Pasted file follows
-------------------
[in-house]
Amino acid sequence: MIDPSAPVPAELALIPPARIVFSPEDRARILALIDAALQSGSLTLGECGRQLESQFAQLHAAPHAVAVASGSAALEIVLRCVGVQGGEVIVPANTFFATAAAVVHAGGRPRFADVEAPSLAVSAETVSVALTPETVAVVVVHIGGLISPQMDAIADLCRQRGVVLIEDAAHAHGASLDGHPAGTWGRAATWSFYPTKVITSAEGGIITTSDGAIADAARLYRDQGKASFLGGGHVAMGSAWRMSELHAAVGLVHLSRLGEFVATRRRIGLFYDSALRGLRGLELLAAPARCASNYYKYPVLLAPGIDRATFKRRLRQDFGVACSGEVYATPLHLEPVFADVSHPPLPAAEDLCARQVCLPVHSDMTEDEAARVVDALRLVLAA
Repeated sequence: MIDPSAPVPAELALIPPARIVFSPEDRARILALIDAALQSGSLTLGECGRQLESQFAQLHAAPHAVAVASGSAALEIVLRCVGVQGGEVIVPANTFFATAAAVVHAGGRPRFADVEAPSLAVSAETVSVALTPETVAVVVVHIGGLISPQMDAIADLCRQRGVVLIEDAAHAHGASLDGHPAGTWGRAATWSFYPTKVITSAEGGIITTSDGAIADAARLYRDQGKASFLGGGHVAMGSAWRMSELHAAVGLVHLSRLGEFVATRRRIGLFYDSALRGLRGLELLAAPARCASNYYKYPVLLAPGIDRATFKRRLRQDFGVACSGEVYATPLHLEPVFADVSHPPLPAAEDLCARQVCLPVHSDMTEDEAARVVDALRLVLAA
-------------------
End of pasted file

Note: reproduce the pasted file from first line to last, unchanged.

[in-house]
Amino acid sequence: MIDPSAPVPAELALIPPARIVFSPEDRARILALIDAALQSGSLTLGECGRQLESQFAQLHAAPHAVAVASGSAALEIVLRCVGVQGGEVIVPANTFFATAAAVVHAGGRPRFADVEAPSLAVSAETVSVALTPETVAVVVVHIGGLISPQMDAIADLCRQRGVVLIEDAAHAHGASLDGHPAGTWGRAATWSFYPTKVITSAEGGIITTSDGAIADAARLYRDQGKASFLGGGHVAMGSAWRMSELHAAVGLVHLSRLGEFVATRRRIGLFYDSALRGLRGLELLAAPARCASNYYKYPVLLAPGIDRATFKRRLRQDFGVACSGEVYATPLHLEPVFADVSHPPLPAAEDLCARQVCLPVHSDMTEDEAARVVDALRLVLAA
Repeated sequence: MIDPSAPVPAELALIPPARIVFSPEDRARILALIDAALQSGSLTLGECGRQLESQFAQLHAAPHAVAVASGSAALEIVLRCVGVQGGEVIVPANTFFATAAAVVHAGGRPRFADVEAPSLAVSAETVSVALTPETVAVVVVHIGGLISPQMDAIADLCRQRGVVLIEDAAHAHGASLDGHPAGTWGRAATWSFYPTKVITSAEGGIITTSDGAIADAARLYRDQGKASFLGGGHVAMGSAWRMSELHAAVGLVHLSRLGEFVATRRRIGLFYDSALRGLRGLELLAAPARCASNYYKYPVLLAPGIDRATFKRRLRQDFGVACSGEVYATPLHLEPVFADVSHPPLPAAEDLCARQVCLPVHSDMTEDEAARVVDALRLVLAA